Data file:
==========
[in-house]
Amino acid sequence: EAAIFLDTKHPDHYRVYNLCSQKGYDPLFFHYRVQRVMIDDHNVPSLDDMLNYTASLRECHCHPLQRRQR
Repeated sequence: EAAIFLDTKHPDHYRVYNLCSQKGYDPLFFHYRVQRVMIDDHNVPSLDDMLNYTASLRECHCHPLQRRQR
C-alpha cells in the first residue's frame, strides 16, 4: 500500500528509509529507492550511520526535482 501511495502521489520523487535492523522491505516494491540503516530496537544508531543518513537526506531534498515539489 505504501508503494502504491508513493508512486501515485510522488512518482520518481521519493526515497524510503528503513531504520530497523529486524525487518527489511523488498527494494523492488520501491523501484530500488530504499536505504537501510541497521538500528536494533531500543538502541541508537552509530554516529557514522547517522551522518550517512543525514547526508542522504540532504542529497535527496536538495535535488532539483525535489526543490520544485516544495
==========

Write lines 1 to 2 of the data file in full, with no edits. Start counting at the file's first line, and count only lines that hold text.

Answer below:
[in-house]
Amino acid sequence: EAAIFLDTKHPDHYRVYNLCSQKGYDPLFFHYRVQRVMIDDHNVPSLDDMLNYTASLRECHCHPLQRRQR